By David Celestra Tan
To be fair, deregulating the power sector is a daunting task. The dynamics of the sector are complicated by our country’s political and moral landscape.
Sen. Tito Sotto is seeking the reimposition of a bill that would mete out death as the ultimate penalty for heinous crimes. For him, there is no conflict between his defense of the unborn and his disdain for the lives of convicts. “I am prolife for the unborn and the Filipino family. I am prodeath to heinous criminals,” he says.
By Ma. Ceres P. Doyo
It’s that time of year again to get things moving and for people to work for the passage of the freedom of information (FOI) bill that had long been deliberately delayed, and then killed.
In civilized societies, persons with disability (PWDs) are able to live as close to normal lives as possible, with affirmative action in terms of employment and provisions for them in the form of ramps for wheelchairs, dedicated parking slots, allocated seats in public transport, specific toilets, etc. These provisions are rarely found in this neck of the woods, and even if available, are quickly appropriated with no compunction by the able-bodied—a sad indictment of many Filipinos as having no compelling idea of the realities confronting the PWDs among them. It will take a while for Philippine society to fully recognize PWDs as having not only the same rights and privileges as others but also special needs that should not give rise to their being treated with condescension, contempt and downright cruelty.
It seems to me, rather sadly, that our lawmakers—whether greenhorn or veteran, lawyer or nonlawyer—still believe this country needs new laws to minimize injuries from firecrackers. And so, Sen. Nancy Binay has filed a bill criminalizing the giving or selling of these items to children, while Sen. Miriam Defensor-Santiago wants a specially designated place for [...]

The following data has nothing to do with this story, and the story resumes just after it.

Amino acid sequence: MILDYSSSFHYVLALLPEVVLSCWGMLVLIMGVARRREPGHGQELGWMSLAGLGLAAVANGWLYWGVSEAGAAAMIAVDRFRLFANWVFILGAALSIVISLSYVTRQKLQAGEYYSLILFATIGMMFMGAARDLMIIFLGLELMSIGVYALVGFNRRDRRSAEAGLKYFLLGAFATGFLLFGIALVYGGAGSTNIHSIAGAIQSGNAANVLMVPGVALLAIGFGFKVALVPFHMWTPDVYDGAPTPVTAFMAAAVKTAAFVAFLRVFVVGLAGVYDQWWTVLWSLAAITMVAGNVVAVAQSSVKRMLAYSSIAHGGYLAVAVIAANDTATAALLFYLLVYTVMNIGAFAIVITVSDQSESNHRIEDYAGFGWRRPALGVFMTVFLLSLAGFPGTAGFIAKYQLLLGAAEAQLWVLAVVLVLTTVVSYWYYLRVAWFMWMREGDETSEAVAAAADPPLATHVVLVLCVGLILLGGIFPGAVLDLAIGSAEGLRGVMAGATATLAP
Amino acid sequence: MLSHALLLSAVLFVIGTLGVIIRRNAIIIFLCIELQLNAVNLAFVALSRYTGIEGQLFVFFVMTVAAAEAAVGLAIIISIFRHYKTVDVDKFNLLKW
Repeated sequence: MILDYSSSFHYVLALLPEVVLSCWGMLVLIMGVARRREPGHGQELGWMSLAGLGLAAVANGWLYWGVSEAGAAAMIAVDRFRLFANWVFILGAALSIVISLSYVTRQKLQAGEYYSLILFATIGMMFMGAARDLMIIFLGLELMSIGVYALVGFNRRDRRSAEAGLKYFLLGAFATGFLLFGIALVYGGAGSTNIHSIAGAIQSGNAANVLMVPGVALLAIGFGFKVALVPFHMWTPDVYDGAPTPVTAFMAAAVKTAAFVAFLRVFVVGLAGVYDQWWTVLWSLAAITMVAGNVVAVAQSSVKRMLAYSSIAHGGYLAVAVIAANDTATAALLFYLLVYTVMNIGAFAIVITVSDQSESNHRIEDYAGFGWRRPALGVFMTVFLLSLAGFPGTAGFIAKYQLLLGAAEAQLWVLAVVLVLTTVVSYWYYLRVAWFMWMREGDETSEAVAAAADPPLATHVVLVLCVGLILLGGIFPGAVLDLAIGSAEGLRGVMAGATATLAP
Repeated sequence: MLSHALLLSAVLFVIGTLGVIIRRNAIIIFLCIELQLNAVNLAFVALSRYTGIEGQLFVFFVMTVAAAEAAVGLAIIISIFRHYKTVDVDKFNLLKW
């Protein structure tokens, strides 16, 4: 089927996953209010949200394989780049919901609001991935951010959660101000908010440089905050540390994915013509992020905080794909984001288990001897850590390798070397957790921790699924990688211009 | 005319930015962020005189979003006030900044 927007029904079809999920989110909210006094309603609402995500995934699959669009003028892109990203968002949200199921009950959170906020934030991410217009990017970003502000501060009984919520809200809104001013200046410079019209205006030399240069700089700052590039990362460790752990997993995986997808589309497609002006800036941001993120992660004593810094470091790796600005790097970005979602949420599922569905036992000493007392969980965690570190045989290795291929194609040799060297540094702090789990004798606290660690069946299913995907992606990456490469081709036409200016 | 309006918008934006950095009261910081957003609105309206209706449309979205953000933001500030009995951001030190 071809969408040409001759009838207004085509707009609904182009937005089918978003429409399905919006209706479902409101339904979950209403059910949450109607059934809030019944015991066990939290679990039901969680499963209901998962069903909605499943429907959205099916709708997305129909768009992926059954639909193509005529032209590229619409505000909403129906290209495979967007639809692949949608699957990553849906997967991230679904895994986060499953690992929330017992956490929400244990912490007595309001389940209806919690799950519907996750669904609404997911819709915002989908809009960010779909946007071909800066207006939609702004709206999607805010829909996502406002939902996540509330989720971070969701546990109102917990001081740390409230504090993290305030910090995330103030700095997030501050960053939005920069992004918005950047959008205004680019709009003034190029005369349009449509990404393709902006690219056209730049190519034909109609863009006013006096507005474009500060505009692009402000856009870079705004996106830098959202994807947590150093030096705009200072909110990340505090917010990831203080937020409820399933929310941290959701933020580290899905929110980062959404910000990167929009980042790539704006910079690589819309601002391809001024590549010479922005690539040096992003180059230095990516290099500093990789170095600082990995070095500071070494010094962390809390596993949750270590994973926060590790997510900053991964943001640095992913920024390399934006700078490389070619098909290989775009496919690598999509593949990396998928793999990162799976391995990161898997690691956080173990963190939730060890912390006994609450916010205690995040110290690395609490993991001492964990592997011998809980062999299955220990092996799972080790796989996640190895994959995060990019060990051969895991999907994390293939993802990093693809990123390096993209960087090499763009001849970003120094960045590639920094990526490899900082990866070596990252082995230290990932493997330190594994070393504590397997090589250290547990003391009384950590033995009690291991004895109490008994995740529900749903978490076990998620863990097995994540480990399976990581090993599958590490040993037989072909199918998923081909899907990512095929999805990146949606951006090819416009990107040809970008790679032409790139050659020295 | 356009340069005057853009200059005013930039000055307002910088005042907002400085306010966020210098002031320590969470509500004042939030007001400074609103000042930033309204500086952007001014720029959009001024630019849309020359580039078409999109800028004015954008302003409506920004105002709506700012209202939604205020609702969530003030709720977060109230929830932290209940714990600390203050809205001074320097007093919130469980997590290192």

By Bartolome C. Fernandez Jr.
I read with keen interest Randy Peralta’s letter where he urged the Supreme Court to explain its previous decisions upholding the constitutionality of the pork barrel system, in light of its latest ruling striking down the same as unconstitutional (Opinion, 12/5/13).
This is in connection with Conchita C. Razon’s article titled “What would Jesus do?” (Lifestyle, 11/10/13), where she said that she has researched but has found “no updates or amendments to the law,” referring to the Mendicancy Law of 1978.
An Act Providing for a Comprehensive Law on Firearms and Ammunition and Providing Penalties for Violations Thereof; or the Comprehensive Firearms and Ammunition Regulation Act
By MANUEL F. ALMARIO
As we observe the 41st anniversary of the proclamation of martial law on Sept. 21, it is instructive to know that the detestable pork barrel had its origin in Ferdinand Marcos’ dictatorship.
By Oscar Franklin Tan
Feminist stereotypes coalesced into the sight of older men grilling a progressive woman lawyer, Sen. Pia Cayetano, on Day 4 (Aug. 13) of the Supreme Court oral arguments on the Reproductive Health Act. Cayetano not only injected powerful, concrete images into the abstract debates, she also trapped Justice Roberto Abad, who questioned each pro-RH advocate [...]
Countries with Freedom of Information laws “have lower incidence of corruption” and a better quality of life than nations that just recently enforced such a measure or have none at all, according to a study by former Inquirer reporter Edson Tandoc Jr., a Fulbright scholar and doctoral candidate at the Missouri School of Journalism.
By Patricia R.P. Salvador Daway
When did the Batas Kasambahay or Republic Act No. 10361, and its implementing rules and regulations (IRR) come into effect?